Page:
For inclusion in the analysis, patients were required to be 18 years of age or older, have a left ventricular ejection fraction of 40% or less, and have full data related to age, sex, disposition, or SGLT2 inhibitor status at discharge. Investigators noted patients with an estimated glomerular filtration rate (eGFR) less than 20 mL/min/1.73m2, type 1 diabetes, and a documented intolerance to SGLT2 inhibitors were excluded from the analysis.1

Upon analysis, results suggested just 20.2% (n=9988) were prescribed an SGLT2 inhibitor at discharge. Analysis of patient characteristics revealed SGLT2 inhibitor prescription was less common among those with CKD (18.6% vs 21.8%; P < .001) but more common in those with type 2 diabetes (26.2% vs 15.5%; P < .001) and those with both type 2 diabetes and CKD (23.7% vs 19.1%; P < .001). Further analysis of pharmacotherapy use at discharge found patients who were prescribed an SGLT2 inhibitor were more likely to be prescribed triple therapy with an ACE/ARB/ARNi, beta-blocker, and MRA (46.3% vs 27.6%; P < .001), but investigators underline just 9.4% of the overall cohort was prescribed quadruple medical therapy at discharge.1

When assessing between-hospital variation, results pointed to high between-hospital variance in the rate of SGLT2i prescription in both unadjusted models (median odds ratio, 2.53; 95% CI, 2.36-2.74) and following adjustment for patient and hospital characteristics (median odds ratio, 2.51; 95% CI, 2.34-2.71). Of the 489 reporting sites included in the analysis, 461 had 10 or more eligible discharges. Among these 461 hospitals, 4.1% (n=19) discharged 50% or more of patients with an SGLT2 inhibitor. In contrast, 74.6% (n=344) reported discharging less than 25% of eligible patients with an SGLT2 inhibitor prescription, including 6.3% (n=29) reporting 0 patients with SGLT2 inhibitor prescriptions at discharge.1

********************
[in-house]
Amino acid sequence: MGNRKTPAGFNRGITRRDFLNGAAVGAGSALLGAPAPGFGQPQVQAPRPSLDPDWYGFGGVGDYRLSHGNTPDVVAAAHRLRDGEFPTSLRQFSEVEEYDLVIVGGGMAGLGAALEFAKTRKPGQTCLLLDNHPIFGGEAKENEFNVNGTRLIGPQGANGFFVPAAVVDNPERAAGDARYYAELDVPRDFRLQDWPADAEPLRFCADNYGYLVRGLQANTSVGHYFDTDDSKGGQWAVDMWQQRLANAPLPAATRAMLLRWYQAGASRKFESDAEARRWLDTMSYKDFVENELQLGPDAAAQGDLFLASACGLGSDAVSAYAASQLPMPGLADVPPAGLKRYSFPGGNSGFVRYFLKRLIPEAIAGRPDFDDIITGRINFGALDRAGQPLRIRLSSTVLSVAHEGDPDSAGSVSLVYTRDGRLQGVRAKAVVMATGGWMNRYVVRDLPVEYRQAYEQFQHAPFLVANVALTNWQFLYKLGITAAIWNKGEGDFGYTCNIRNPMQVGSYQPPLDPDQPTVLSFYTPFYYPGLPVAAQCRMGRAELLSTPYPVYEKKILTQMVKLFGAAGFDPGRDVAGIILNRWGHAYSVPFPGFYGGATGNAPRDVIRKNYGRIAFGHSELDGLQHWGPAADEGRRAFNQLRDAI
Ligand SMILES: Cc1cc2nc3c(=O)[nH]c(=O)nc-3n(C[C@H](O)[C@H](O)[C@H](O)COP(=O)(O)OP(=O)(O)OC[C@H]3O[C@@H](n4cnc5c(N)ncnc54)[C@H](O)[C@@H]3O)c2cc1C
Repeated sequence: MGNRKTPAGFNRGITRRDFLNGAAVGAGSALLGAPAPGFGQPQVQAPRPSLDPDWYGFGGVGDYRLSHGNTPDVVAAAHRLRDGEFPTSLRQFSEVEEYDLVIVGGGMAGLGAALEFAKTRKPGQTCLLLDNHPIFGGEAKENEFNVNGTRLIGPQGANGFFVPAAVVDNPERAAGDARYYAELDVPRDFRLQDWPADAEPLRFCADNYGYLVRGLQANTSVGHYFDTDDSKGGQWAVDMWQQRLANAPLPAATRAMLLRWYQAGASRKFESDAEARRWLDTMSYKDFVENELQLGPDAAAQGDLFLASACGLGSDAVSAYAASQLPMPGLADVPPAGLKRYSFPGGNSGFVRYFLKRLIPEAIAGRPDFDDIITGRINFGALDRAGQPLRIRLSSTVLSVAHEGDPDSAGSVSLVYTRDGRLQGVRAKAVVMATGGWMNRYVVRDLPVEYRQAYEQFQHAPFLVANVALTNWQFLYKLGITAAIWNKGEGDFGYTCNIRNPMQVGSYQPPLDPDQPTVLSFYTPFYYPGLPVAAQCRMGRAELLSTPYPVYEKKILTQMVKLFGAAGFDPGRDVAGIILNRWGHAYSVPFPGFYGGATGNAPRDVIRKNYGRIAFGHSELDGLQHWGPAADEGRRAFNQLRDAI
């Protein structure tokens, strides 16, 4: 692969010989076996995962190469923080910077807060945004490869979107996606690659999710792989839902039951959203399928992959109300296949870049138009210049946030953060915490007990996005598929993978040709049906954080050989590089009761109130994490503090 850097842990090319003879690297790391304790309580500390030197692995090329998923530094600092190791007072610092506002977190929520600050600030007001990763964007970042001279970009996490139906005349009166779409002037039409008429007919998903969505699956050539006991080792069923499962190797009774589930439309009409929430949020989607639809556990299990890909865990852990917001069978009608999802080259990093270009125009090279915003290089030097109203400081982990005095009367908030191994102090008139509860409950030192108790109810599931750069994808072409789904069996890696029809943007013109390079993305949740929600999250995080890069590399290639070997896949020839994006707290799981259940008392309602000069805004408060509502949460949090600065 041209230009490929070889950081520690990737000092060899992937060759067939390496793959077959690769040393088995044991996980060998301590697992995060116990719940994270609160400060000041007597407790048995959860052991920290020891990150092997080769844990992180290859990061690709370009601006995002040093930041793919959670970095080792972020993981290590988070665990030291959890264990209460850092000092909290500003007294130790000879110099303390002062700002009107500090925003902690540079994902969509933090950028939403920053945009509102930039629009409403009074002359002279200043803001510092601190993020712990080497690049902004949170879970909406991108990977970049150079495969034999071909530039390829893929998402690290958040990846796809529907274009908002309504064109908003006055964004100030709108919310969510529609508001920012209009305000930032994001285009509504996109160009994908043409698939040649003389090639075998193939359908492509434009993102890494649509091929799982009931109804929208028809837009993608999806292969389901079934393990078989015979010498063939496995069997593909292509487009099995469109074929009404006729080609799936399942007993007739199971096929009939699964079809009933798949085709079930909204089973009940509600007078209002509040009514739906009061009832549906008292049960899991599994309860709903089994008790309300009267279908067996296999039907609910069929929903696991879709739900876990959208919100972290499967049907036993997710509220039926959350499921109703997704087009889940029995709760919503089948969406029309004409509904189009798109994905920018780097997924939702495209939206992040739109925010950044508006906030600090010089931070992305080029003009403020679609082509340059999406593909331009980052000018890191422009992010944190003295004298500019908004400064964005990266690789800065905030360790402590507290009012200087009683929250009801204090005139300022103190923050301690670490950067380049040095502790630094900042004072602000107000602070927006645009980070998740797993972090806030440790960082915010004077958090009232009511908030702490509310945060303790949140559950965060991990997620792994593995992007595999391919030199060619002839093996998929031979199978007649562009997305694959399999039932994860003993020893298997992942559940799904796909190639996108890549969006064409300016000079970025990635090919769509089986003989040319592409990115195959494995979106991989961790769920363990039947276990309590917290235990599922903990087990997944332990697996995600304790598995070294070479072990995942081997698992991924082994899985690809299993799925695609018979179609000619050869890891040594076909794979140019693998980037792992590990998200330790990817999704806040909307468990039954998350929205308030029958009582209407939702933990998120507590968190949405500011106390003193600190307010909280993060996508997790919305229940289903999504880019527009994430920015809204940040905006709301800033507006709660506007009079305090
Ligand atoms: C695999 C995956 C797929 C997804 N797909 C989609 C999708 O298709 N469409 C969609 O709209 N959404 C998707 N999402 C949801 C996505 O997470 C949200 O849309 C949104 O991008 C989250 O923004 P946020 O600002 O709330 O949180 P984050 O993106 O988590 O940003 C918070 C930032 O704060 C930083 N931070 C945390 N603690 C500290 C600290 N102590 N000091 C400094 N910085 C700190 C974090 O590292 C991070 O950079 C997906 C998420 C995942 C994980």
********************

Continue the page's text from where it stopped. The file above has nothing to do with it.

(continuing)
With an interest in learning more about the study, the editorial team of HCPLive Cardiology sat down with Greene for a deep dive during coverage of The Metabolic Institute of America’s 7th Heart in Diabetes meeting.

Greene reports having received funds for consulting or research grants from Amgen, AstraZeneca, Bayer Healthcare Pharmaceuticals, Boehringer Ingelheim Pharmaceuticals, Cytokinetics, and others. Here is a full list of relevant disclosures.


  1. Pierce JB, Vaduganathan M, Fonarow GC, et al. Contemporary Use of Sodium-Glucose Cotransporter-2 Inhibitor Therapy Among Patients Hospitalized for Heart Failure With Reduced Ejection Fraction in the US: The Get With The Guidelines–Heart Failure Registry. JAMA Cardiol. Published online May 22, 2023. doi:10.1001/jamacardio.2023.1266
  2. McDonagh TA, Metra M, Adamo M, et al. 2021 ESC Guidelines for the diagnosis and treatment of acute and chronic heart failure [published correction appears in Eur Heart J. 2021 Oct 14;:]. Eur Heart J. 2021;42(36):3599-3726. doi:10.1093/eurheartj/ehab368
  3. Heidenreich PA, Bozkurt B, Aguilar D, et al. 2022 AHA/ACC/HFSA Guideline for the Management of Heart Failure: A Report of the American College of Cardiology/American Heart Association Joint Committee on Clinical Practice Guidelines [published correction appears in J Am Coll Cardiol. 2023 Apr 18;81(15):1551]. J Am Coll Cardiol. 2022;79(17):e263-e421. doi:10.1016/j.jacc.2021.12.012